The Original Snake Bite: return of the church key

The O

Back in the day, when your grandparents wanted a beer at home, they couldn’t just crack one open and pour, they had to punch through the flat topped can with a sharp piece of metal. The crude device they used, called a Church Key, has fallen out of fashion in modern times as technology brought us the pull tab in 1959 and then, later, the push tab in the 1970s–essentially the same beverage can technology we use today.

Lately, however, there seems to have been a movement–whether it’s actually necessary or not–to attempt to create a can that pours beer even better. Coors, for example, patented the Wide Mouth Can in the late 1990s, Samuel Adams released their Boston Lager in “Sam Cans” in 2013 that, while they looked just like normal cans to me, actually featured an “opening [that] is placed further inboard on its wide top to allow for better airflow while drinking, which means the beer’s aroma, a major component of flavor, has a little more room to breathe.”

OK, sure.

And presumably, someone right now is likewise hard at work at every major brewery in the world trying to develop a beer can that pours better as well.

The thing is, there was a solution to this issue as far back as 1935 when Church Keys were still in use and it’s an answer your grandpappy would have probably happily shared with a room full of overpaid  R&D teams: Just punch a second hole in the fucking can.

It’s a simple solution and one upon which two guys from Missouri, Dan Peskorse and Kevin Kelly, are hoping you’ll agree. That’s because they’ve launched a kickstarter campaign for their product, The Original Snake Bite, which is ostensibly a modern take on the Church Key.

Built with 302 stainless steel, 6oz vegetable-tanned domestic leather, military grade Kydex Holster eyelets, nickel-plated hard drawn steel split rings, and presumably myriad other easy-to-regurgitate official-sounding  materials that all basically mean a piece of metal with a leather strap, the “100% Handcrafted & Assembled in St. Louis, Missouri” Original Snake Bite seems to be taking solid aim at a growing demographic of folks who like things to be artisinal and handcrafted but please don’t call us hipsters (There’s even a slightly cringe-worthy video on their kickstarter website that features not only a man bun, but also a broken down vintage truck, and even superfluous wood chopping. I half expected Mumford and Sons to show up).

That said, the Snake Bite actually is kind of cool and there’s something to be said for something that’s still produced entirely domestically. Dan and Kevin were nice enough to send me one and while I’m inherently averse to things that are overly market-y, I’m apparently not too culturally evolved to be attracted to a stylish piece of sharp metal and tanned leather that I can incorporate into my beer drinking. I mean, look at it! It’s got fucking fangs, man!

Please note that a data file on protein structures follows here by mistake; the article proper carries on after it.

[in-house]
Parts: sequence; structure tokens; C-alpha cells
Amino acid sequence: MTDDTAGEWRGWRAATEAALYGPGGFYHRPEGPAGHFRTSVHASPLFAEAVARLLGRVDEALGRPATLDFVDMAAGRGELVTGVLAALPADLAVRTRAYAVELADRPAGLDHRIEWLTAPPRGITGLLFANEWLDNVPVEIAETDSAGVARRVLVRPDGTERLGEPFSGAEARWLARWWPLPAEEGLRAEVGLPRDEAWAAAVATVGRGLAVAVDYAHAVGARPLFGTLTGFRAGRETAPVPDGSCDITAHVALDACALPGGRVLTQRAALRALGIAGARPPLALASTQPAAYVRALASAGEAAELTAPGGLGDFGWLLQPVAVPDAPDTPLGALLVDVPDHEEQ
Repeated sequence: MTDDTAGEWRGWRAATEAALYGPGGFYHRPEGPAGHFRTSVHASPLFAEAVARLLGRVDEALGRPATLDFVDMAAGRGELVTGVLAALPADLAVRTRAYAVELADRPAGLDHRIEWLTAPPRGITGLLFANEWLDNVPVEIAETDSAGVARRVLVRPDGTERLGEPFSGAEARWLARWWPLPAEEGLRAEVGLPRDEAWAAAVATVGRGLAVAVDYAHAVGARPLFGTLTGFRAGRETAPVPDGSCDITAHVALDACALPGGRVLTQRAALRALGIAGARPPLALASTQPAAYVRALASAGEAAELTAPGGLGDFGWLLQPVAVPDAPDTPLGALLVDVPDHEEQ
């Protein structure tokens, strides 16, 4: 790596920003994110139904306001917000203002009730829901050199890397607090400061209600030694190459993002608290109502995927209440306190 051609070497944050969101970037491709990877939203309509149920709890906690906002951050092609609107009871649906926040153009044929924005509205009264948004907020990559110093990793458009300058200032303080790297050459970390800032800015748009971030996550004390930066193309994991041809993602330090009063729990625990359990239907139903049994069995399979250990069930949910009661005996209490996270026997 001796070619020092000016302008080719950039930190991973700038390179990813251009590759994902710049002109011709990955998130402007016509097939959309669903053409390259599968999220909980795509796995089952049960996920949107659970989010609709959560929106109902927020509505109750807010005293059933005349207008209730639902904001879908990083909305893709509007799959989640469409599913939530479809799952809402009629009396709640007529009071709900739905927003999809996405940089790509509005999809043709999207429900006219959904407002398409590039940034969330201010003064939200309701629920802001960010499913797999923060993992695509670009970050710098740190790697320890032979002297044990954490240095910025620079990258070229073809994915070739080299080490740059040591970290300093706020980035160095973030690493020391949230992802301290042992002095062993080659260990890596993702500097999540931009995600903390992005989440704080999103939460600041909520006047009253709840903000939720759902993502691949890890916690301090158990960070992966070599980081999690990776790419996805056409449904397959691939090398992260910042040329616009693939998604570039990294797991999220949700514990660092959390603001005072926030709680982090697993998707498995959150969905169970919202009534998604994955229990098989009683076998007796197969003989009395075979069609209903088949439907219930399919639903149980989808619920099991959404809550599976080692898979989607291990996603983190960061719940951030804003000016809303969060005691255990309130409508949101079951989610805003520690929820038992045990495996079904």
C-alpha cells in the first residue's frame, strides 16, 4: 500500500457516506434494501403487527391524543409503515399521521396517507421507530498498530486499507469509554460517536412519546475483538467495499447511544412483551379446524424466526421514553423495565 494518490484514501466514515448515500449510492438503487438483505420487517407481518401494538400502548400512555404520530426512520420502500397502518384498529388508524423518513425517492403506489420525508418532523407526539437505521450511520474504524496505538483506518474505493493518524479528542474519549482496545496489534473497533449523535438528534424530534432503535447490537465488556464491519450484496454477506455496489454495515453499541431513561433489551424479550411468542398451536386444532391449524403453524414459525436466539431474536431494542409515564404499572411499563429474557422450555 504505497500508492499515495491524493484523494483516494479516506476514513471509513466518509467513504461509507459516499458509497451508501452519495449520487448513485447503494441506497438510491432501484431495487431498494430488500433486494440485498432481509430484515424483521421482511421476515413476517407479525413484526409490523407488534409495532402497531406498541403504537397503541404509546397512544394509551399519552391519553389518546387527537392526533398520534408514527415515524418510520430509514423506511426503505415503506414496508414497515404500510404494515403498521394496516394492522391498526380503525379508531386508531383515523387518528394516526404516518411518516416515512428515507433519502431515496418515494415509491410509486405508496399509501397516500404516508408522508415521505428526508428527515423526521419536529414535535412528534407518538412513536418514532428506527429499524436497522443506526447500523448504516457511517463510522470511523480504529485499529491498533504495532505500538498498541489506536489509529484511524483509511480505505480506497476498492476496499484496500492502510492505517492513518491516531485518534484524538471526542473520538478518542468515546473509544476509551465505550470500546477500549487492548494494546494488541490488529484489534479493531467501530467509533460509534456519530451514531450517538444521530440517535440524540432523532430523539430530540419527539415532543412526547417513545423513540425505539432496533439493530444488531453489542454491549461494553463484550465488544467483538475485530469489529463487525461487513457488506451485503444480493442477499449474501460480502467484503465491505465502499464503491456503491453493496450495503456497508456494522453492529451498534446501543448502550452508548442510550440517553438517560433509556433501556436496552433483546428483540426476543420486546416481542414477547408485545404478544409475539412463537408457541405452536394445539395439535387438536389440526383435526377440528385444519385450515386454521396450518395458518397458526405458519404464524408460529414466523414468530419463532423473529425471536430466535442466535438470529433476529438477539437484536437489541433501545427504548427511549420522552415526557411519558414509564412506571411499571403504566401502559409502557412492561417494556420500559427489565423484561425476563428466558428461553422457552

Of course, appearances and marketing aside, the important question is, does the thing actually work.

In short, yes.

As my Grandpappy Thaddeus “Thunder” Johnson could have told you, it’s not exactly rocket science to note that punching a second hole in the top of your beer can will allow more airflow and thus allow your beer to pour more quickly, but that doesn’t make the act any less genius. If you’re in the woods with a can of beer (as we all find ourselves from time to time) this will definitely allow you to pour beer into your suckhole faster and with less bloat-inducing consumption of air (probably).

Luckily for me, it also has practical uses for the woods-averse, condo-dwelling, urban elitist as well. I’ve been stabbing holes in all my cans since this bad boy arrived in the mail because I’ve found, as the video above demonstrates, “Snake Biting” your can of beer actually lets you easily pour a proper pint more quickly, allowing you to get back to your PVR’d episode of Storage Wars (not to mention the fact that I just feel super badass “Snake Biting” stuff). I’ve already field tested a Pompous Ass from Great Lakes Brewery, a Eureka Cream Ale from Bell City, and a Headstock IPA from Nickel Brook and I foresee some more field-testing in my future (especially since I get less grief for drinking if I say it’s for a story).

Field Test

In addition to acting as Church Key, the Snake Bite also acts as standard bottle opener and so, even though it’s had a long and useful lifespan, I’ve decided that the Snake Bite will be replacing my Flying Monkey’s keychain opener–which admittedly was far less handy at taking someone’s eye out in a bar fight, as rumour has it ol’ Thunder Johnson was fond of doing with his Church Key (RIP, Gramps).

Kevin and Dan’s kickstarter campaign hit 100% funded in less than 30 hours and currently has over $16,000 pledged (the initial asking was $5000), so it seems clear there’s a market for The Original Snake Bite. So with these things likely to hit north American markets sometime soon, what do you think? Would you buy a Snake Bite?

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